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Practical Insights for Busy Caregivers

Changing the Narrative: How caregiving affects health

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April 25, 2016, by Pat Morden, Caregiver Exchange

grandmother-holding-granddaugther In early April 2016, the Toronto Star reported on a study that once again documented the overwhelming physical and psychological burden of caregiving. It’s a familiar story, but David Roth, Director of the Center on Aging and Health at Johns Hopkins University, isn’t sure it’s the whole story.

In a paper published in the Gerontological Society of America newsletter in February 2015, Roth and his fellow authors argue that when viewed through the lens of rigorous population-based research, caregiving may actually reduce mortality and improve longevity.

Several major population-based studies found that caregivers as a group have significantly reduced mortality rates compared to non-caregiving reference groups. In one study using carefully matched caregiver and non-caregiver subjects, caregivers had an 18% survival advantage over a six-year period compared to non-caregivers.Yet as the paper points out, the media and many advocates continue to paint caregivers as overwhelmed and exhausted.

Why does caregiving appear to confer health benefits? Roth writes: “To be connected through caring relationships with other human beings, especially within one’s own family, is a common human experience that is desired by virtually everyone. Providing care for an older family member or friend with a chronic illness or disability is an increasingly common and important type of caring relationship. We assert that the ‘caregiving-is-stressful’ assumption is an overly narrow, simplified, and limited view on these types of human relationships.”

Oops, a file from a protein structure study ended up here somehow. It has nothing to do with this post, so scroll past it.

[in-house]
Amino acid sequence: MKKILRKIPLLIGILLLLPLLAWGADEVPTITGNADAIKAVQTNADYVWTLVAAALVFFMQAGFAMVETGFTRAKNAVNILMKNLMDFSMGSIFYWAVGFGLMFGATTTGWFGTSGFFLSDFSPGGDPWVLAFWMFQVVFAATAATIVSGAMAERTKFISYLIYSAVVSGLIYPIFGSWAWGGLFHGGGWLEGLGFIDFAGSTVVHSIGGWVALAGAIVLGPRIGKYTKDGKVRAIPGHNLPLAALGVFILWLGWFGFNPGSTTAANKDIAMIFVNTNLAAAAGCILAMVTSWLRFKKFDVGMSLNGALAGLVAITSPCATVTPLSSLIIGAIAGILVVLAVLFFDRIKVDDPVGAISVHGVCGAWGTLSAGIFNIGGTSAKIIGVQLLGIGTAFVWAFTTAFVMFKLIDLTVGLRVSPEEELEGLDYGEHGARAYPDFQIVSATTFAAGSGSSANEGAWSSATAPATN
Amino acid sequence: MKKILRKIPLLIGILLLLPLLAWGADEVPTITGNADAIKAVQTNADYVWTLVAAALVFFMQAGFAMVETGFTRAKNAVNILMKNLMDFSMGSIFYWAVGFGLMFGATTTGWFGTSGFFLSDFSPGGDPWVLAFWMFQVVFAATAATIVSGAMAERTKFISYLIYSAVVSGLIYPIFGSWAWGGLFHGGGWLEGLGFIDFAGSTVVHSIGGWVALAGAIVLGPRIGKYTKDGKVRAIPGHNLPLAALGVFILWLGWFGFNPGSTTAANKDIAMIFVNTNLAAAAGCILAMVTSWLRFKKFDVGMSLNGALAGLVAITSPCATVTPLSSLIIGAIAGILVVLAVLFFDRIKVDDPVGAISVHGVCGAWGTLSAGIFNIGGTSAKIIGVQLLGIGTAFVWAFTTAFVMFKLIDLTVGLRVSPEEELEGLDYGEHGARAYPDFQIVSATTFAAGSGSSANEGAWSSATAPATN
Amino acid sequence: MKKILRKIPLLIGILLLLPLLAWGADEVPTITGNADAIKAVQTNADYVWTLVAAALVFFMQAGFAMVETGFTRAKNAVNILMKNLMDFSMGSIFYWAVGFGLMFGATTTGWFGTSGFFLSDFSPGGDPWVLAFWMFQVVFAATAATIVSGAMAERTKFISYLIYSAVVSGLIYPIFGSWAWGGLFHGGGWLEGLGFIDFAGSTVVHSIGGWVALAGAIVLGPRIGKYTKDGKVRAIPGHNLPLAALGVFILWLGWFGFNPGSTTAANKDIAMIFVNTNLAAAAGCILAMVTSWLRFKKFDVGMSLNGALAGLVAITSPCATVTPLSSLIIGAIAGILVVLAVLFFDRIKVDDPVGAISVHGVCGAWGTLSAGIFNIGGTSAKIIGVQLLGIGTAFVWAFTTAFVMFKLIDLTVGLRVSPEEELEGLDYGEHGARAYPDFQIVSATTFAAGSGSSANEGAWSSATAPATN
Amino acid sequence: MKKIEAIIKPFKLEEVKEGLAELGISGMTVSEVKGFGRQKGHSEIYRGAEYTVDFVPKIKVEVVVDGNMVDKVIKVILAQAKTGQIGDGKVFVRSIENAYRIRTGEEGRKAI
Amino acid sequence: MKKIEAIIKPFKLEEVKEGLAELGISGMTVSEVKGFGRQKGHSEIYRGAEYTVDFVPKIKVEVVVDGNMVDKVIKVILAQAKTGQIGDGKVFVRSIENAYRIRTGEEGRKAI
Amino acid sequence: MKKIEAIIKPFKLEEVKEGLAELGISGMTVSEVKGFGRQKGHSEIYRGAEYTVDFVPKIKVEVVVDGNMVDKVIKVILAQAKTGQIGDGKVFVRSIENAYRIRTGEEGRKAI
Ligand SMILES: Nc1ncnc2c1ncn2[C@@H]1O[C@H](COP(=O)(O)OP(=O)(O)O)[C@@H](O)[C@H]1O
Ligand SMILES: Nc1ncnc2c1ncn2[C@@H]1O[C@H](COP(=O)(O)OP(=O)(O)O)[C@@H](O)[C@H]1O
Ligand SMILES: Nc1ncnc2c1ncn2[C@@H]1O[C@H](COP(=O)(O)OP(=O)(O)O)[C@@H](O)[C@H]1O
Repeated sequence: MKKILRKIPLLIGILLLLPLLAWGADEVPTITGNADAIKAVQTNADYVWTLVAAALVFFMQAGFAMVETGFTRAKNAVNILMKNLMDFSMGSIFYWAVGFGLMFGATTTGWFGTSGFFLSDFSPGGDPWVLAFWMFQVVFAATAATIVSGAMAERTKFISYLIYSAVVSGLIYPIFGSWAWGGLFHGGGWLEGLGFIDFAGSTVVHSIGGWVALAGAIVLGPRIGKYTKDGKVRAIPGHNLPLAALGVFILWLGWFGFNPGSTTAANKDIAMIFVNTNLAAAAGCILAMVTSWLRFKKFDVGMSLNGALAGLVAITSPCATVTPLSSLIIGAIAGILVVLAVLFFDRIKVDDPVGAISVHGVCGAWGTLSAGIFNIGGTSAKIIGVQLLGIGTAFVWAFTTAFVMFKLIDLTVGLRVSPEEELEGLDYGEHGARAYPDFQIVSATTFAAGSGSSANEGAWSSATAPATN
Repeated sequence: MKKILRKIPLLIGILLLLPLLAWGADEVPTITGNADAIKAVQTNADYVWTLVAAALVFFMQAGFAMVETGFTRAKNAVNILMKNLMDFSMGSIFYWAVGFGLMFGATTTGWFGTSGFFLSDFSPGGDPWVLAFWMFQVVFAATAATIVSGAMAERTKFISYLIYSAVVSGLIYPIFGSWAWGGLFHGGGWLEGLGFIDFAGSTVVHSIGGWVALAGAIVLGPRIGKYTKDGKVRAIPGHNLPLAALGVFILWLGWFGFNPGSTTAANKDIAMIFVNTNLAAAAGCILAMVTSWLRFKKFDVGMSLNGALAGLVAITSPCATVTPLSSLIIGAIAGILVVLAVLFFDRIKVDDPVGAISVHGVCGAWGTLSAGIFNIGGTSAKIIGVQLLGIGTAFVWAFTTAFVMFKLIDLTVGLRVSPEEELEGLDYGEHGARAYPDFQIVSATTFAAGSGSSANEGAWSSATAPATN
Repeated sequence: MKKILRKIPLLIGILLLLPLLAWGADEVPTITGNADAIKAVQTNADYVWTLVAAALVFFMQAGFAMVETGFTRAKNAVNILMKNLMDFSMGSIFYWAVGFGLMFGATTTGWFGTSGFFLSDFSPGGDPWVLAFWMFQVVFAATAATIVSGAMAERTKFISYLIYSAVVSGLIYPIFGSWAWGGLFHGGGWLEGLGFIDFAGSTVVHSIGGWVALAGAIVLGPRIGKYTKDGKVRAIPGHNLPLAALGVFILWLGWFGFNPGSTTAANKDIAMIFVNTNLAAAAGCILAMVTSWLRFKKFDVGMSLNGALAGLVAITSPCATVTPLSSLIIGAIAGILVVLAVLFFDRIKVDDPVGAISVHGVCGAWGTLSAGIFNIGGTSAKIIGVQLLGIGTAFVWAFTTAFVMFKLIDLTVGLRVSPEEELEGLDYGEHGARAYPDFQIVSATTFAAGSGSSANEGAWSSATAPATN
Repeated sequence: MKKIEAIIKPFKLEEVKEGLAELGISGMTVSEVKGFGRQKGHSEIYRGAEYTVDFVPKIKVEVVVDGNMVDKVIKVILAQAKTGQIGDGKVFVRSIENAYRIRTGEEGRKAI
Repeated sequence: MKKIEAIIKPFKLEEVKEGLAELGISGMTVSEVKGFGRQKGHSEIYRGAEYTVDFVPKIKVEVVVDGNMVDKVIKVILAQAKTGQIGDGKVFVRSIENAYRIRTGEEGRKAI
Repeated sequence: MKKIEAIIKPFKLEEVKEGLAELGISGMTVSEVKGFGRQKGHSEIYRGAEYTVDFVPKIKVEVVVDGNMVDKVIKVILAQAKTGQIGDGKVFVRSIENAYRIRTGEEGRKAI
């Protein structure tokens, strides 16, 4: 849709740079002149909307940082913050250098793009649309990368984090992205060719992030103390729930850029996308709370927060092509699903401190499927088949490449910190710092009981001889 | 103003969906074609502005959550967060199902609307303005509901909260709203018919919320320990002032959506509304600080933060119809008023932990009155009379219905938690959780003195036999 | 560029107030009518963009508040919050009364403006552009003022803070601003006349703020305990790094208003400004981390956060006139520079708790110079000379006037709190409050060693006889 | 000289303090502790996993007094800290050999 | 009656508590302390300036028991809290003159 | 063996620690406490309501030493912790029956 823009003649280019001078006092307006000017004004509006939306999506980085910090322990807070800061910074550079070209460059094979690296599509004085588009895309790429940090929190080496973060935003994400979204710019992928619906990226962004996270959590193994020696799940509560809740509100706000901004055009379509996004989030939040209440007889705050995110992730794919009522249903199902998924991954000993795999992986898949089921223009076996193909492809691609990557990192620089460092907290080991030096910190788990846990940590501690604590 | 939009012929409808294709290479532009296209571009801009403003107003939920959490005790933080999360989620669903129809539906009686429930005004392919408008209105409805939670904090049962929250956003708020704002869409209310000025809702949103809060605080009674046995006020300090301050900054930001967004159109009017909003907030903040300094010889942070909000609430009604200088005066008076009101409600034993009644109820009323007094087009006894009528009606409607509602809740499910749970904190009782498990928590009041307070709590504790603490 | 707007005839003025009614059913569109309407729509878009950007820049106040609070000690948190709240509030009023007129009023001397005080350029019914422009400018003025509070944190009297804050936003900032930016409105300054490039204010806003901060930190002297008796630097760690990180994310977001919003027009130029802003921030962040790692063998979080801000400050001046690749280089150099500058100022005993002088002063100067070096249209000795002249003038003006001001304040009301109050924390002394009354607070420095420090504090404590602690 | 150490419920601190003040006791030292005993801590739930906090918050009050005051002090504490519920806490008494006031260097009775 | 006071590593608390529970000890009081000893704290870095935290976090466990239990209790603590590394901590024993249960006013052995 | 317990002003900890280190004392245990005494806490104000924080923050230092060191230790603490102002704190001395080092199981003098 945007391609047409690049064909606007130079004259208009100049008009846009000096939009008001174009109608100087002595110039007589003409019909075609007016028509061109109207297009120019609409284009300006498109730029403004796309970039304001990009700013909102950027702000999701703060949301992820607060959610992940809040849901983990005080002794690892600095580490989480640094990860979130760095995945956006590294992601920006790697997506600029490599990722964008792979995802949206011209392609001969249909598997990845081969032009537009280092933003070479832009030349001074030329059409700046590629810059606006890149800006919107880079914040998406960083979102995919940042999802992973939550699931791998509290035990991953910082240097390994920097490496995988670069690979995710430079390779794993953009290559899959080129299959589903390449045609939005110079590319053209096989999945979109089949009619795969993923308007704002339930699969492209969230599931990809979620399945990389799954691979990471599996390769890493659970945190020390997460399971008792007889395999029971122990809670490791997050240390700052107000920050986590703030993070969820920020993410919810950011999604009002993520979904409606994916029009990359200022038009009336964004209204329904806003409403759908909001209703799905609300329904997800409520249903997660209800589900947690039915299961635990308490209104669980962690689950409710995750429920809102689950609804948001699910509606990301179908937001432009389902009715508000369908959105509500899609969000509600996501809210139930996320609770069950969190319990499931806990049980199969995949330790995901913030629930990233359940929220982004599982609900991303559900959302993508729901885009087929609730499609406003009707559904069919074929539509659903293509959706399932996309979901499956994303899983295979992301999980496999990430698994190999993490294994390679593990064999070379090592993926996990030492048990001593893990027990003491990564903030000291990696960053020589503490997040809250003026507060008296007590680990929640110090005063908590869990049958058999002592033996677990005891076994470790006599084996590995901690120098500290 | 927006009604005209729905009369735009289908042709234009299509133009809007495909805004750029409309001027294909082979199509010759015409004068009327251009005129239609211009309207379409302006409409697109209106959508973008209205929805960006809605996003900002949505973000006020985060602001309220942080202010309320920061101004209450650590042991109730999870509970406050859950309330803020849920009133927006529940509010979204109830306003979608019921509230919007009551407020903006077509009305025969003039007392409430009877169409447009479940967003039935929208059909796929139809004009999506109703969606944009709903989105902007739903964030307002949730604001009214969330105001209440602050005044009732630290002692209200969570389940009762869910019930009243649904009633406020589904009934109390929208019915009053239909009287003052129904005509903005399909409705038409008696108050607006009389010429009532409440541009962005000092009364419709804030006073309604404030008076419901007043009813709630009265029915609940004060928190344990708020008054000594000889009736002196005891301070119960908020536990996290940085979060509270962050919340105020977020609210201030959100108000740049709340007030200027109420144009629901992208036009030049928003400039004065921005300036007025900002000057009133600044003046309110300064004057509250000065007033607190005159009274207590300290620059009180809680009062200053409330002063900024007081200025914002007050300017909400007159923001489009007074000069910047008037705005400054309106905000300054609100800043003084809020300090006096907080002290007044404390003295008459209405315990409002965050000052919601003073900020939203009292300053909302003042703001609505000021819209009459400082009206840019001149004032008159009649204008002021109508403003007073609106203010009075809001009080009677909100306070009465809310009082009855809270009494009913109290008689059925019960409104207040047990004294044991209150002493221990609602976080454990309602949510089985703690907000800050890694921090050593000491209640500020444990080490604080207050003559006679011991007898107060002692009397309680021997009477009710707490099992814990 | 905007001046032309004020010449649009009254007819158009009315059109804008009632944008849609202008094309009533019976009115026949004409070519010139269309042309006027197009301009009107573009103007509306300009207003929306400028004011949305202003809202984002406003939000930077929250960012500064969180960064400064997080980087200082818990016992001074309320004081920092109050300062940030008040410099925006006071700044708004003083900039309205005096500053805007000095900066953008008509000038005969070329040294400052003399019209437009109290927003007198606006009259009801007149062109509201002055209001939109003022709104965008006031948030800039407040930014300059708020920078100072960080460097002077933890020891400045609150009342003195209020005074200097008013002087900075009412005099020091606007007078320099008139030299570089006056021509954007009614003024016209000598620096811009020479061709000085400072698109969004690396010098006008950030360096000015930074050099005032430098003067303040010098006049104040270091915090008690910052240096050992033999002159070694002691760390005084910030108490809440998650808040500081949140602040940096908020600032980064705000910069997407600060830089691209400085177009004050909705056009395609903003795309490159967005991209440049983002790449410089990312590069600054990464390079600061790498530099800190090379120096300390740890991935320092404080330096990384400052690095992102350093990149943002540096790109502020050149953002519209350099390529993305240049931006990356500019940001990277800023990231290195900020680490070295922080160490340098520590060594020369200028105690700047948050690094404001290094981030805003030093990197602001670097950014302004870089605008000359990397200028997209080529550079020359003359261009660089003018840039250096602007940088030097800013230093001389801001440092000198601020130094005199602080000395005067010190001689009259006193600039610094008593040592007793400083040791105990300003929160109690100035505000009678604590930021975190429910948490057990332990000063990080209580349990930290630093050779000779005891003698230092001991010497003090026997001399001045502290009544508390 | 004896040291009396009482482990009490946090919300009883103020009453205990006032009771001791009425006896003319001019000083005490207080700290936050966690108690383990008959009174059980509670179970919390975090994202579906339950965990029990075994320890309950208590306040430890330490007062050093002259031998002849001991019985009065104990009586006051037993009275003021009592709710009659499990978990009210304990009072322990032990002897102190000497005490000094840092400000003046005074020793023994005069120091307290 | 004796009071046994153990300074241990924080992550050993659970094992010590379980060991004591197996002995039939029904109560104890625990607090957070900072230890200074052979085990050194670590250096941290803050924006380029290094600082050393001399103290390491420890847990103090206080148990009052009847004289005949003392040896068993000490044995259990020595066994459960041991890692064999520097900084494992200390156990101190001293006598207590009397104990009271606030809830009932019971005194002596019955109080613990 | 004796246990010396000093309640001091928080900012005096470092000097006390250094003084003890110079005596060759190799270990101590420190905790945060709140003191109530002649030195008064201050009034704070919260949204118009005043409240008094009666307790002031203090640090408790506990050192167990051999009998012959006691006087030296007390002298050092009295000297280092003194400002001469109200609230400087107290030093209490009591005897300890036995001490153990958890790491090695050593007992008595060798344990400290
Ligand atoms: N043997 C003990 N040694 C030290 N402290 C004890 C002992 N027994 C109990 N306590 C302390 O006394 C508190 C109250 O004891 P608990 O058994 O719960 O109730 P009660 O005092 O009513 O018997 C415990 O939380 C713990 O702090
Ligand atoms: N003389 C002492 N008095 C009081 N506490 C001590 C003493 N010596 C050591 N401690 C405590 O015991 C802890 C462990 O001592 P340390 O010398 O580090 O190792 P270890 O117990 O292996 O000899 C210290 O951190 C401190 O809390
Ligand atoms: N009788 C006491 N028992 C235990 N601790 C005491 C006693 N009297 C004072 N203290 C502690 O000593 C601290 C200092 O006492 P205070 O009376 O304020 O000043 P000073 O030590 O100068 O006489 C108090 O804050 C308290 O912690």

At the same time, he acknowledges that caregiving often takes a toll. He encourages primary caregivers to create informal care networks of family, friends and community volunteers to ease the burden.  He urges healthcare providers to treat caregivers as partners, giving them the tools and information they need to perform that role better. “This work,” he notes, “would be strengthened by a more balanced image of the caregiver as a resilient and capable ally, as opposed to characterizing caregivers as vulnerable and at-risk co-patients.”

Roth concludes that many family caregivers need supports such as respite care, stress-reduction programs and other interventions.  “We can articulate the need for these services for caregivers without repeating and reinforcing a predominant narrative that providing care to a person with a disability is, in general, a highly stressful, overwhelming and even dangerous activity. . . The more balanced narrative would assist families to help older adults with disabilities to live at home, with the best quality of life possible, and to do so with the full expectation of enjoying a gratifying caregiving experience.”